Deep in the vast wilderness of California's high desert is a rather odd ball collection of Cadillacs that you almost have to see to believe. Somebody seems to have a fetish for 1978-79 Sevilles and certain Eldorados, with a few Sedan Devilles thrown in for good measure. It looks like there is acres of them and this does not appear to be a business! Is this an automotive hoarder? A Caddy collector? A Seville stasher? Your guess is as good as mine but as they say, the proof is in the pudding, so here are a couple of photos to put your suspicions to rest.

This is one extreme Cadillac collection!

Now why can't these be Chevelles? Actually, I have heard of a similar hoard of vehicles but consisting of all mid 60's Chevys. I'll be sure and fill you in when I find that one... yeah, right.

Thursday, January 26, 2012

A Picture is Worth Two Thousand Words

Times are tough. Everything is getting more and more expensive and my paycheck seems to be getting smaller and smaller. All of my dollars now have permanent stretch marks and I can't even afford to pay attention anymore! The Amberlight Garage is currently devoid of any vehicles right now but I hope to remedy that situation soon. It really sucks when you start getting car show applications in the mail for the upcoming summer season and you don't even have a cool car! I mainly go to these shows to photograph cars, so obviously I can still do that, just without the premium parking.

 It's also nice to take a trip down memory lane once in awhile and there is no better way to do this then by perusing classic car pictures. Do you know that old saying "a picture is worth a thousand words?" Well, I discovered a site where the pictures are worth 2 thousand words! It has alot of the stuff I like; old cars, patina, cool outdoor locations, and expertly taken photos. Check it out here. If you like Andrea Kelley's photographs as much as I do you should also point your mouse to Nebraska Sky, the home of Nebraska landscapes and vintage car art. Remember, if you like what you see be sure and spread the word, or in this case, two thousand words!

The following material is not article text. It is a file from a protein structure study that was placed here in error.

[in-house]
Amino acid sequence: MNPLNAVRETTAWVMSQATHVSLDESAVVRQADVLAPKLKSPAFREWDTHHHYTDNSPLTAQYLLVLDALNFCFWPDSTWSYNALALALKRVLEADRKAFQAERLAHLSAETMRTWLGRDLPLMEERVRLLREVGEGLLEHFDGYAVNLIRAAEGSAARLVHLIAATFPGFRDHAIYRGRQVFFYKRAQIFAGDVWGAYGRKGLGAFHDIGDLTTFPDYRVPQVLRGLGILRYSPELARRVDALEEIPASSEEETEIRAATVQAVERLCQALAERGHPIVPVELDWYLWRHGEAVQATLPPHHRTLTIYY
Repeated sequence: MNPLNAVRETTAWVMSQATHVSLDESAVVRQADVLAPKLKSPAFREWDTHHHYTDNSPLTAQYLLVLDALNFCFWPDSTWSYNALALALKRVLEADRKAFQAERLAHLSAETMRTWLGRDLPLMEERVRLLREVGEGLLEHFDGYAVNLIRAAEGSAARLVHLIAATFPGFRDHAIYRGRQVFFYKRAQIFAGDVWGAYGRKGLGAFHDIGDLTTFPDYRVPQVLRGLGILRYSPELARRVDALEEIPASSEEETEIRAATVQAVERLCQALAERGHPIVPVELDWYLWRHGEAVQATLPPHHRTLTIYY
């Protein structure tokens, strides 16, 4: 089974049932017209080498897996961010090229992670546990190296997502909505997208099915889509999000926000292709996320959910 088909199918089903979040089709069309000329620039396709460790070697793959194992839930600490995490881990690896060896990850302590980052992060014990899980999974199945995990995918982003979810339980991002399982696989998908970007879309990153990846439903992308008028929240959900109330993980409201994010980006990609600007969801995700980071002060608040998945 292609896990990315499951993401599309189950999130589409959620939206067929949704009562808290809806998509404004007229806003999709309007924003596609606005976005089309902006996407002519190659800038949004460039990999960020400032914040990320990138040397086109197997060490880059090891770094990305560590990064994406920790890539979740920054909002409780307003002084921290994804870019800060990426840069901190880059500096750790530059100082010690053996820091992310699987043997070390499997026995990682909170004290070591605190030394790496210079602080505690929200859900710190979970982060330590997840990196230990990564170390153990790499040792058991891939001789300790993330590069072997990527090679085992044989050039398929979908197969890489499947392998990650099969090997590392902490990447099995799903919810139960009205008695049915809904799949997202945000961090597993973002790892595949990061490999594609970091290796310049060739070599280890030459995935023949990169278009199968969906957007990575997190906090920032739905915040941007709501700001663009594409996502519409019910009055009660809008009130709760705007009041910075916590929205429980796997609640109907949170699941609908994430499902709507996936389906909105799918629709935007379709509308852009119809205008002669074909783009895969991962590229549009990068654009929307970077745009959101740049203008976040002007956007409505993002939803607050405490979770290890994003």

Saturday, January 7, 2012

It's All In The Details

Details, details, details - they can drive you nuts. If you want your classic to stand out in a crowd, pay attention to the details. From suspension to engine, there is always something that could use some extra attention. One major detail on any ride is the engine and the compartment that it resides in. I can remember as a teenager one of the very first things I would do to any car that I had was detail the engine compartment. I went through cases of Plasticoat paint. Semi-gloss black was my color of choice. I know what you're thinking, that it was just "spray bombed", but let me tell you that there was a lot of prep work involved. I've seen some crude spray jobs also, but mine could have been considered works of art.

Technically, it's not about just painting either. A good detail on the engine should include new plug wires, holders, distributor cap, vacuum hoses, water hoses, clamps, etc. Also, removing these components allows for a better detail on the engine itself. Don't let the lack of chrome valve covers stop you either. With careful masking and sanding you can two-tone an engine and achieve excellent results. A lot of my tricks were learned from my good friend Jim. He was the master of detailing an engine. Jim even made up special tips for the spray cans that could get into hard to reach areas without making a mess and when he popped the hood on his Camaro it would always attract a crowd. Like my friend Jim, I am also a stickler for details. I guess that makes me sort of a nitpicker, or maybe even a fussbudget, but definitely not obsessive - compulsive. Just don't ask my wife...

For your perusing pleasure, here are some pictures of a detail job I did on my '62 Mercury. Enjoy!
This is what the engine compartment looked like before the detail

Painting the engine block gloss black

Prepping the valve covers for paint

Painting the valve covers and being careful about the overspray

All done and detailed

Was the detail job worth it? You bet! Afterwards I was able to lift my hood at the car shows and feel proud of what I had accomplished. The gloss black on the block went well with the flat black engine compartment and semi-gloss pulleys and brackets. The gold valve covers, gold flames and red plug wires really made the whole thing pop.

So there you have it, all the details! Sorry, I couldn't resist. Just be prepared to use a lot of elbow grease, newspaper, and tape. Also remember that overspray can ruin your day, so when it doubt, mask it!